The Complainant submits that the Respondent registered the disputed domain name for the purpose of selling, renting, or otherwise transferring it to the owner of the MOON JUICE mark or to a competitor of the Complainant, for valuable consideration in excess of the Respondent’s out-of-pocket costs directly related to the disputed domain name. In this regard the Complainant notes that asking for a transfer price of USD 35,000 is far in excess of the disputed domain name’s acquisition costs and that this is indicative of bad faith. In addition the Complainant says that more than 18 years after purchasing the disputed domain name and over one year after the email correspondence, the disputed domain name just resolves to a holding page which, says the Complainant, is indicative that it is not being used for a legitimate business activity. The Complainant also notes that the Respondent did not respond to its cease and desist letter of April 2016 and says that this is further evidence of bad faith.
The Respondent submits that he registered the disputed domain name approximately 10 years before the Complainant registered its MOON JUICE mark. He says that he had never heard of the Complainant before he received this Complaint.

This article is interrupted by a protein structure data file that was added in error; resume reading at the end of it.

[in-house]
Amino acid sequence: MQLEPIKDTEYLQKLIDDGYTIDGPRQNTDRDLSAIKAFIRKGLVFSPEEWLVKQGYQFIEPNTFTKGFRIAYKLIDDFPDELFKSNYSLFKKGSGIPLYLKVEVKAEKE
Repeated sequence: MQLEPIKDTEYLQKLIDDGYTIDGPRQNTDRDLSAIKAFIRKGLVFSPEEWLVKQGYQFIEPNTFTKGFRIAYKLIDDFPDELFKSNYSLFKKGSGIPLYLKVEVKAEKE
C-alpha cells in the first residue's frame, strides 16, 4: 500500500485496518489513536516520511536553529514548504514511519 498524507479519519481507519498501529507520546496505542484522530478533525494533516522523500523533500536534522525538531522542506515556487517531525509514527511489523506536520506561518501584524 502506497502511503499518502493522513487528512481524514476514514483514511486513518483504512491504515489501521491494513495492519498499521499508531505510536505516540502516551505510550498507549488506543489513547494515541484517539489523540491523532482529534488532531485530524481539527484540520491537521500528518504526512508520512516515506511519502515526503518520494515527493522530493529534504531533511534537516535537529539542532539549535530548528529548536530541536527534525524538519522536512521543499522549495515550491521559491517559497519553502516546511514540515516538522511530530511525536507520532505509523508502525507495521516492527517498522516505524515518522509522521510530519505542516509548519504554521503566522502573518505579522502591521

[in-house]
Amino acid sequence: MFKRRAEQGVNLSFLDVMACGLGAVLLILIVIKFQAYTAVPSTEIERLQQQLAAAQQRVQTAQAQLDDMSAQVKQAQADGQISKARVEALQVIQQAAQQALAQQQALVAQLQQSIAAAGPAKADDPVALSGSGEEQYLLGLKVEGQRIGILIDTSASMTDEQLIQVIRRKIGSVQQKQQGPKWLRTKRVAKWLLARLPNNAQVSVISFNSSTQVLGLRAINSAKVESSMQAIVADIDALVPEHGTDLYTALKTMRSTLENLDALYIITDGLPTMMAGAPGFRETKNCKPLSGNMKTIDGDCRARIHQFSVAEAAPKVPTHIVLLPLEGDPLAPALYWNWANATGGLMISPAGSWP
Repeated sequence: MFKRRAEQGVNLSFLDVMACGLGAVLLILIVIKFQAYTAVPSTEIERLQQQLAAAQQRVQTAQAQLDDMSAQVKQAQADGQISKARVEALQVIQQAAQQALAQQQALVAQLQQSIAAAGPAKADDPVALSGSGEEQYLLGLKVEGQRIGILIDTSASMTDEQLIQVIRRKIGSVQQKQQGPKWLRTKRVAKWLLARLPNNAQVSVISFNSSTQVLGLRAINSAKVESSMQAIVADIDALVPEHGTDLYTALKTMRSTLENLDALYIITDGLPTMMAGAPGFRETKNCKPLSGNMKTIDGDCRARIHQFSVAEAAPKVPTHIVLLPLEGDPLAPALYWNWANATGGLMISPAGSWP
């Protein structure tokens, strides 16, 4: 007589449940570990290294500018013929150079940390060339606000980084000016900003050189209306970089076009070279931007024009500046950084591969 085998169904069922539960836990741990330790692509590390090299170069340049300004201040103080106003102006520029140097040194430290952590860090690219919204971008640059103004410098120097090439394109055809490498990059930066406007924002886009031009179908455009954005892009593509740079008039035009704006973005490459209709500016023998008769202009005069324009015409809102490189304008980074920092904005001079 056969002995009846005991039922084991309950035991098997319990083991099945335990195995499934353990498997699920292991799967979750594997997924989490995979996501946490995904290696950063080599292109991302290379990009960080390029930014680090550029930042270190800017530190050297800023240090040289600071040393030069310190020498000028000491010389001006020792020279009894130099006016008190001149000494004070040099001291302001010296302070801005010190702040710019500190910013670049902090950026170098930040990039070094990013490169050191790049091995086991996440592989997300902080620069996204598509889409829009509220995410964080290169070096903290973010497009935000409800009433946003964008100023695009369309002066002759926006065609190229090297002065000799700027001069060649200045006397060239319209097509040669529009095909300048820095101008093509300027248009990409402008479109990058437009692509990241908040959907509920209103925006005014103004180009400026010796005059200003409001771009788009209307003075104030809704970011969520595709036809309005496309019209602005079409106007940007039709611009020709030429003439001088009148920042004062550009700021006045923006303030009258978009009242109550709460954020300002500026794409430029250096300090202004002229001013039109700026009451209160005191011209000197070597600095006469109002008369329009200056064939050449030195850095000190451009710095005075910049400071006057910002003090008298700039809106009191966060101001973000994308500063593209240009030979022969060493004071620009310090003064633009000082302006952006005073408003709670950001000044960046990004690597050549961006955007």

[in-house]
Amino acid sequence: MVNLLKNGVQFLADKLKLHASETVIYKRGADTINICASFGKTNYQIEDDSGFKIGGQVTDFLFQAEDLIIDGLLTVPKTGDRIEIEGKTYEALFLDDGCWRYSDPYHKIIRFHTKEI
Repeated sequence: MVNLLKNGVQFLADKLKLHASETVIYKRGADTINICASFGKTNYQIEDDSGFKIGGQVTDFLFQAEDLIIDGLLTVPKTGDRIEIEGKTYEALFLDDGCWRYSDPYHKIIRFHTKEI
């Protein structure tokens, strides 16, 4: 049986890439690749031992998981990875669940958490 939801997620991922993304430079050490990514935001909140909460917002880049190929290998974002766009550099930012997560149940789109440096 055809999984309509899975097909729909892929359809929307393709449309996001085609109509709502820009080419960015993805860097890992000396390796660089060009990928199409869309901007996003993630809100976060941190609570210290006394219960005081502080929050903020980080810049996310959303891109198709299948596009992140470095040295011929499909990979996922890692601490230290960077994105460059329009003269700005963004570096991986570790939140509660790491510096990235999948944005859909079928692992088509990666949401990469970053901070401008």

The Respondent asserts that although the disputed domain name currently resolves to a parking page he intends to use it for a future business and has not acted in bad faith. He says that he never approached the Complainant to sell the disputed domain name and that he simply responded to an unsolicited approach to acquire it by the Complainant.
On the contrary the Respondent submits that the Complainant is acting in bad faith by filing this Complaint and that it amounts to a case of reverse domain name hijacking.
6. Discussion and Findings
On June 22, 2016, the Complainant submitted an objection to the Respondent’s deficient Response on the basis that it did not meet the requirements set out in paragraph 5 of the Rules because it did not comply with the certification requirement. The Complainant is correct that this is a formal requirement of responses under paragraph 5 of the Rules.
The relevant certification requirement, to be provided by electronic means or otherwise is that the
“Respondent certifies that the information contained in this Response is to the best of Respondent’s knowledge complete and accurate, that this Response is not being presented for any improper purpose, such as to harass, and that the assertions in this Response are warranted under these Rules and under applicable law, as it now exists or as it may be extended by a good-faith and reasonable argument.”